@corteztheg Lol, thanks coreztheg, I appreciate it. I think you'll like "The Thin Red Line" a lot. It didn't get nearly enough attention -- it was totally snubbed at the Oscars -- but that's probably because it came out at the same time as "Saving Private Ryan." Good luck competing with that! LOL.

Avatar image for Crewdogg15

I honestly think that this was a great game. I admit, multiplayer sucks hard, but the campaign in moh beat the COD campaigns. The last black ops campaign was boring in many levels and found myself passing out through some of it. I dont understand why people rag on this game, this is a great game. I think people want to hate it because there are lots of games coming out and they cant afford to get all of them, so they believe they will hate it. Maybe because i am military and see how accurate this game is. To each is their own, i think a guy loving RPGs shouldn't be reviewing shooters. They are 2 totally different types of people. Gamespot's rating system sucks. People are rating on what the games should of been in their eyes, not just what they are.

Avatar image for corteztheg

@Crewdogg15 dude you might be military, but we are gamers with a checklist and sorry man but this game stepped backwards. its like deciding that Jarheads was a better military movie than Hurt locker or splinter conviction and blacklist was a better covert ops game than chaos theory and mgs 3.

Avatar image for Spartacus073

Good review. I agree with the comments about single-player. I find the multi-player fun. The Blackhawk needs some work and they should have made the environments more destructible but it falls into a good time waster until the holiday blockbusters hit the stores.

Avatar image for Klikandclick

It's not a bad game, it's just....not good either. Maybe I'll pick it up when the price drops.

Avatar image for corteztheg

@Klikandclick aye aye

Avatar image for wwlettsome

Not really a surprise. And there's no way a game from EA is going to be anything more than this as we wind down this console gen. They are playing it 100% safe and as a result it's like a summer Hollywood blockbuster. It's everything you've seen 100 tiimes before rolled up into a shiny new package.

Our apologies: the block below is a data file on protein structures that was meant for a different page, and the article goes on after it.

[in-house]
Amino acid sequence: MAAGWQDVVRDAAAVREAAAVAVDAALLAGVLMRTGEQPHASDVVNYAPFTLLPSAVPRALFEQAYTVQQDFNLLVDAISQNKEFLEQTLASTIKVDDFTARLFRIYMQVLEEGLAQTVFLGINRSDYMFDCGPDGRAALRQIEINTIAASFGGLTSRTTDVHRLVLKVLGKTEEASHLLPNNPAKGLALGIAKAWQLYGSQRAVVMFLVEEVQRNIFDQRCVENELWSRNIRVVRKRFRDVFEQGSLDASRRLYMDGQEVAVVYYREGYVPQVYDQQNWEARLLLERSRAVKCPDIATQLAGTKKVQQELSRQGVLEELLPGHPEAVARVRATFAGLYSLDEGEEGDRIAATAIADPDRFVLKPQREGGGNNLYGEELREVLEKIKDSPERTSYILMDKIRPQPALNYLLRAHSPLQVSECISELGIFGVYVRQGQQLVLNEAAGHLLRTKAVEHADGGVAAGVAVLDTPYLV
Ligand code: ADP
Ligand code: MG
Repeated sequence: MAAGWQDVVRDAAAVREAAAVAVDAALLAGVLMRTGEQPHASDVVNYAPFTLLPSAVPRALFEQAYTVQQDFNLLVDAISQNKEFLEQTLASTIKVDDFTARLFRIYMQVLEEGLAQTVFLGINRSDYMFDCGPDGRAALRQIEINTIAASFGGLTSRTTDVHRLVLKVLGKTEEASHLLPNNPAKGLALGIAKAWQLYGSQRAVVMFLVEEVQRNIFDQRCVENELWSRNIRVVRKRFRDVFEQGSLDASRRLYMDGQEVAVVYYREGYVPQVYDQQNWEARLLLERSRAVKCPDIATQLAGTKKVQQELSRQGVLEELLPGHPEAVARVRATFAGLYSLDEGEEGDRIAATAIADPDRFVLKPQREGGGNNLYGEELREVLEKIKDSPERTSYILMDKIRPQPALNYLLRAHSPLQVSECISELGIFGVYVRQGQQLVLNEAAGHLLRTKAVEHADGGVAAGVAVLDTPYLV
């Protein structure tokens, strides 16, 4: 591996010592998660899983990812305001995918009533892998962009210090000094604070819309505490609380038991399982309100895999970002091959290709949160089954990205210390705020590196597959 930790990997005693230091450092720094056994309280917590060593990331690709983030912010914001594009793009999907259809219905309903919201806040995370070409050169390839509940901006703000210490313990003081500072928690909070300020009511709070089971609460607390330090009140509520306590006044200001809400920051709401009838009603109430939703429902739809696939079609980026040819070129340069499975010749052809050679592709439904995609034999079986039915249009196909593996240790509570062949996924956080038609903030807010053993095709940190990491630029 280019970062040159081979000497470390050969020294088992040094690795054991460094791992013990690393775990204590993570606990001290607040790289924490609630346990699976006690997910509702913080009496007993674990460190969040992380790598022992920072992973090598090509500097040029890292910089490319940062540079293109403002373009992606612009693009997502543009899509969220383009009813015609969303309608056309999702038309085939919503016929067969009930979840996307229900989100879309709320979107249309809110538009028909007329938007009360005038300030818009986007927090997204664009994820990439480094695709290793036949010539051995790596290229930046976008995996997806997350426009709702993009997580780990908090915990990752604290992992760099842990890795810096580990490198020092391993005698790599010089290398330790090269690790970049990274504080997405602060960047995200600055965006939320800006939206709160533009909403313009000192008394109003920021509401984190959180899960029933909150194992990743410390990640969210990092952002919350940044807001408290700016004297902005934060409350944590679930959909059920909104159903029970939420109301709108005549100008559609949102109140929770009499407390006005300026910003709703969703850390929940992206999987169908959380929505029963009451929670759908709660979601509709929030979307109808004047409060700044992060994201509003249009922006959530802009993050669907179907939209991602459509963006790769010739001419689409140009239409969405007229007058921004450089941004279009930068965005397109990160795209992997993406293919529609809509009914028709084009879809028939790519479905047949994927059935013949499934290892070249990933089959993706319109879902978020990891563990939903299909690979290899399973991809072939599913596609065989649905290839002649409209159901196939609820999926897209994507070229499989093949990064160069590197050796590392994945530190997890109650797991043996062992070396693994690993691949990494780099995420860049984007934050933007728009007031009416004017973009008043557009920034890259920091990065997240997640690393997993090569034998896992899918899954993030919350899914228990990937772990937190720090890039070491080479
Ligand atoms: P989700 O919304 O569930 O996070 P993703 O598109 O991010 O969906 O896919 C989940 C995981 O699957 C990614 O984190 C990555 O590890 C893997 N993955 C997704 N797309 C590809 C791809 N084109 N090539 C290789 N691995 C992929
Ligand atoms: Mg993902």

Coming next month BlOps 2 selling 870 gajillion copies because they have zombies you see!

Avatar image for hallgren

Thanks for the review Kevin, Just Like Brad @giantbomb you both did a great job of pointing out it's strengths and weaknesses. Unlike most sites that just killed the game because they had already prejudged this title. I am playing it, I will probably enjoy the single player and then move on to the stack of games waiting to be played and the ones coming out this week. you are one of the few reviewers on this site that I like to read, keep it up!

Avatar image for dw9872

I think Staff is a pretty cool guy. Eh reviews gaems and doesn't afraid of anything.

Avatar image for dw9872

@dw9872 For those of you who don't get it...

Avatar image for Klikandclick

@dw9872 Don't worry man, I got the joke.

Avatar image for gibson13601

@dw9872 what? I hope you were just typing to fast...because if ya dont know proper english....dont bother

Avatar image for uncfan21

@gibson13601 @dw9872 no offense but "ya" isn't proper english either...

Avatar image for Epicurus-Reborn

honestly i think this game just came with really bad timing. These FPS's should have been getting 6 and 7s back when black ops came out. (maybe earlier?) Its just now that the reviewers are finally bold enough to admit it. Yeah i could play this game, or i could get modern warfare 1 for 10$ and have just as much fun. (which is what i did 2 years ago haha.) But, it is a bit of shame that this is the game that finally gets called out for being derivative. It should have happened a long time ago.....

Avatar image for Dieofnv

@oleo789 then why are you here ??

Avatar image for Epicurus-Reborn

@Dieofnv to trolllolololololol us.

Avatar image for June-GS

@Epicurus-Reborn @Dieofnv LAWL. Yeah.

Medal of Honor: Warfighter More Info

  • First Released Oct 23, 2012
    • PC
    • PlayStation 3
    • Xbox 360
    Medal of Honor Warfighter is an up close and personal look at today's battlefield and the fight against the ongoing global terror threat.
    Average Rating1372 Rating(s)
    Please Sign In to rate Medal of Honor: Warfighter
    Developed by:
    Danger Close
    Published by:
    Electronic Arts
    First-Person, Shooter, 3D, Action
    Content is generally suitable for ages 17 and up. May contain intense violence, blood and gore, sexual content and/or strong language.
    Blood, Intense Violence, Strong Language